Cover image for Tracking nuclear proliferation : a guide in maps and charts, 1998
Tracking nuclear proliferation : a guide in maps and charts, 1998
Jones, Rodney W.
Personal Author:
Publication Information:
Washington, DC : Carnegie Endowment for International Peace, [1998]

Physical Description:
viii, 327 pages : illustrations ; 28 cm
General Note:
Rev. ed. of: Tracking nuclear proliferation / Leonard S. Spector. 1995.
Format :


Call Number
Material Type
Home Location
Item Holds
U264 .J6623 1998 Adult Non-Fiction Central Closed Stacks-Oversize Non-Circ

On Order



The nature of the nuclear proliferation danger has changed dramatically in recent years. Although more nations than ever before are renouncing nuclear arms under strict international control, a handful of states persistently challenge international norms. Some are attempting to skirt nuclear restrictions they have previously accepted. Others continue to enhance their nuclear forces. Equally threatening is the prospect of an international black market in nuclear materials--a prospect made much more likely with the collapse of the Soviet Union and possible political instability looming in China.This is the seventh survey in the Carnegie Endowment's series on nuclear proliferation prepared under the direction of Carnegie Endowment senior associate Leonard S. Spector. This new assessment again offers the most recent available data on key developments in 17 nations of proliferation concern. It also includes new sections describing global ballistic missile proliferation and explaining the multi-layered system of U.S. non-proliferation sanctions. Easy-to-use maps, charts, and explanatory appendices are provided.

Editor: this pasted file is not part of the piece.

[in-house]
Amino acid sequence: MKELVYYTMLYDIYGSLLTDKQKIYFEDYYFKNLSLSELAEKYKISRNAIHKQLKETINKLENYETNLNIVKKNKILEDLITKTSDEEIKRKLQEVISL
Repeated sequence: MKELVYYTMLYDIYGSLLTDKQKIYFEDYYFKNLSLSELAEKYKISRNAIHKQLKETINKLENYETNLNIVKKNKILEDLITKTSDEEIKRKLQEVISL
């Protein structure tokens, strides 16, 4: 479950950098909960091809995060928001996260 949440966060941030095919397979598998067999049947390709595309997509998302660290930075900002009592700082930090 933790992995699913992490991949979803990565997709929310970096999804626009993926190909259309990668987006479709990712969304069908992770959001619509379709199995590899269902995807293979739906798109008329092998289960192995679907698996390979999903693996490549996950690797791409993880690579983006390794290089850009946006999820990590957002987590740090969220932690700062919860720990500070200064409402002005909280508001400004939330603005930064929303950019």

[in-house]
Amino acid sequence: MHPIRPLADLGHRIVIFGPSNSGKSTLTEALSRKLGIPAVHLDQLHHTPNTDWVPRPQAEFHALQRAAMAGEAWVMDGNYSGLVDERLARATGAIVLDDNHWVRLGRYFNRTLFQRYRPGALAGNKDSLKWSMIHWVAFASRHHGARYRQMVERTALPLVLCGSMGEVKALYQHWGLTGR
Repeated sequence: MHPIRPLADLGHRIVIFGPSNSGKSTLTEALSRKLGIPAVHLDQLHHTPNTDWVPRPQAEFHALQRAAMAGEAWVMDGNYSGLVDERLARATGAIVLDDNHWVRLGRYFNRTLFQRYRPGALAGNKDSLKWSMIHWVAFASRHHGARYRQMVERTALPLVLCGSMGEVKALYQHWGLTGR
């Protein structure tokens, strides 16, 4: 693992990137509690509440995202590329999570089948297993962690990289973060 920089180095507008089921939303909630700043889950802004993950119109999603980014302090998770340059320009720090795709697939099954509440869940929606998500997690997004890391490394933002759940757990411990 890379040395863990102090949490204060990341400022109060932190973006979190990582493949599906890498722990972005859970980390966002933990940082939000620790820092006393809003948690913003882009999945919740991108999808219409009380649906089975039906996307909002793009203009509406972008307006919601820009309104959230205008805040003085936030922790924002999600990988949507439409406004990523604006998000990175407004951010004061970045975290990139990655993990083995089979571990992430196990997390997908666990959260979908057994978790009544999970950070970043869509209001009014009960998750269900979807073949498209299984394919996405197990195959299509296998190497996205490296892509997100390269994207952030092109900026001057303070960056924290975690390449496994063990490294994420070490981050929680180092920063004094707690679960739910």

Author Notes

Rodney W. Jones is President of Policy Architects International. As an official in the U.S. Arms Control and Disarmament Agency from 1989 to 1994, Dr. Jones participated in the U.S.-Soviet (and successor state) nuclear arms negotiations. Mark G. McDonough is a member of the New York State Assembly. Toby F. Dalton is the deputy director of the Nuclear Policy Program at the Carnegie Endowment for International Peace. Gregory D. Koblentz is an Associate Professor in the Department of Public and International Affairs and Deputy Director of the Biodefense Graduate Program at George Mason University. Dr. Koblentz is also an Associate Faculty at the Center for Global Studies at George Mason University. Dr. Koblentz is a Research Affiliate with the Security Studies Program at the Massachusetts Institute of Technology and a member of the Scientist Working Group on Chemical and Biological Weapons at the Center for Arms Control and Non-Proliferation in Washington, DC.